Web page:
China has what Turkey had in the late 1980s
I started my career as an economist at the Capital Markets Board of Turkey. It was the 1980s. I was fresh out of school and excited to be part of a milestone in my country’s economic policy: opening the Turkish stock market to foreign investors.
When China’s stock market indices took a dive last week, I inevitably started making comparisons to those days. It’s hard for governments to start respecting markets. China detained and criminally charged around 200 people for spreading false rumors about the stock market and economy. A financial journalist apparently went on TV and tearfully confessed his crimes. But that is how you learn about this game. I think though, that the technical aspect of last week’s events has not been discussed enough. Keeping that in mind, let me give you a new perspective on China’s “Great Fall.”
China has two kinds of shares: type A and type B. Type A are the shares of inland companies that are denominated in R&B, which is China’s currency. China has only recently allowed foreigners to trade these. What does that mean? It means you can now dump your shares on foreign investors. That could be a profitable transition period, mind you. A similar thing happened in Turkey when we opened the Istanbul Stock Exchange to foreign trading. We had a volatile period, followed by a steep fall. But China’s case might even be more volatile than the Turkish one. It turns out that 85 percent of Chinese stock market investors were individuals, which is never a recipe for stability. Though Turkey opened up to foreign investors in 1989, short selling as a portfolio management technique was only allowed after 1992. China let it happen right away, which combined with individual investors, was a recipe for volatility.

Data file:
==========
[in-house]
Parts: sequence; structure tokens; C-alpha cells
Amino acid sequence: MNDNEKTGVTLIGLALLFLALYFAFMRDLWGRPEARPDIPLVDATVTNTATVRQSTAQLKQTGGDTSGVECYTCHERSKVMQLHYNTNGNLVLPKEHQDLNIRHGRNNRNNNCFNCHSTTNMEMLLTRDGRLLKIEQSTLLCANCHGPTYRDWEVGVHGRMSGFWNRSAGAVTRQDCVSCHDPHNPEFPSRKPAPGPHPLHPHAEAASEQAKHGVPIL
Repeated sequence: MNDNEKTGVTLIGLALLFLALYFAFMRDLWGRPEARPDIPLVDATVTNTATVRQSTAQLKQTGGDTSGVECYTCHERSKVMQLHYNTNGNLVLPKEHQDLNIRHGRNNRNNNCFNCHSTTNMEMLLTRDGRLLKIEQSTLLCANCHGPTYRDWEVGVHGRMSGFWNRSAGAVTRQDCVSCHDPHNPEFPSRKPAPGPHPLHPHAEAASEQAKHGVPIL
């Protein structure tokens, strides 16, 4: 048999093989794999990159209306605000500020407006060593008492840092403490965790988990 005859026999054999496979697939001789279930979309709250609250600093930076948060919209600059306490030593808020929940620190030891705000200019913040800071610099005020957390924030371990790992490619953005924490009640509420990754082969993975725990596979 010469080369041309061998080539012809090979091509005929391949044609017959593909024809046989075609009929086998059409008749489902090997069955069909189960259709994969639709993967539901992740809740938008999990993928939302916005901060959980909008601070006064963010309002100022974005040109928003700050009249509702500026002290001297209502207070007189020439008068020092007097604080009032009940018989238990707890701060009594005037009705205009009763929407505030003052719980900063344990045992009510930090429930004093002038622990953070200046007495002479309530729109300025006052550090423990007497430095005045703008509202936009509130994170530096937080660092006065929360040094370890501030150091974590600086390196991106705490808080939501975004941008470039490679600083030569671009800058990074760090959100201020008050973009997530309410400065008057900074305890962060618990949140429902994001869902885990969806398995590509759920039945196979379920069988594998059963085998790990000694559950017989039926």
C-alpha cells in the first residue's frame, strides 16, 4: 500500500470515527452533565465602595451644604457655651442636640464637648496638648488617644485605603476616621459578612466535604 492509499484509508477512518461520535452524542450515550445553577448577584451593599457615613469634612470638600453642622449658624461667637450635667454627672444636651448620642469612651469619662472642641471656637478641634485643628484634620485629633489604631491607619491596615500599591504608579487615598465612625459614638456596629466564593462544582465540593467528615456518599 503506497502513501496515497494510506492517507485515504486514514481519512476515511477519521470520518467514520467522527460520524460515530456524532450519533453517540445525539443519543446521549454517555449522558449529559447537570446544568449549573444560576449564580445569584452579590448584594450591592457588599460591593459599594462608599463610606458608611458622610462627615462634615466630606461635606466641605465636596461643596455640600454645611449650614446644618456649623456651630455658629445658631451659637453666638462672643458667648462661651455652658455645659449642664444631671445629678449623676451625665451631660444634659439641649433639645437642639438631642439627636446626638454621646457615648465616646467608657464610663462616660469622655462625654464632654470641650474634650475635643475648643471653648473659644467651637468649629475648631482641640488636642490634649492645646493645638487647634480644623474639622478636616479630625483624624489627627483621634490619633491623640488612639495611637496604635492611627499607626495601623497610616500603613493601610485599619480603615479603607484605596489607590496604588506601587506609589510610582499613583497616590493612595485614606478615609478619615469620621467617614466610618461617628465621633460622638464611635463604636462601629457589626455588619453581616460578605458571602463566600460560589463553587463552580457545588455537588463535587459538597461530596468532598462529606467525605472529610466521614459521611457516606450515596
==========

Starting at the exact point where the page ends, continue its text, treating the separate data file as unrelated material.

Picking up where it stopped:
The macroeconomic background of the great fall is of course important. Yet the extent of the movement is determined by technical details. The Chinese economy appears to be slowing down, simply because it is bigger. When something is bigger, the same amount of increase will be indicated by a smaller percentage of growth. When China’s economy was worth hundreds of billions of dollars, it could sustain double-digit growth figures. Now that it is a 10 trillion dollar economy, the same amount of growth won’t show up as the same rate of growth.
Yet the volatility we recently observed in China is also due to the timing of financial liberalization measures. Here is another culprit for you to think about. It has been happening in Turkey very recently as well. Look at the end result. By buying stock of Chinese companies, China is making them public again. It is deprivatizing.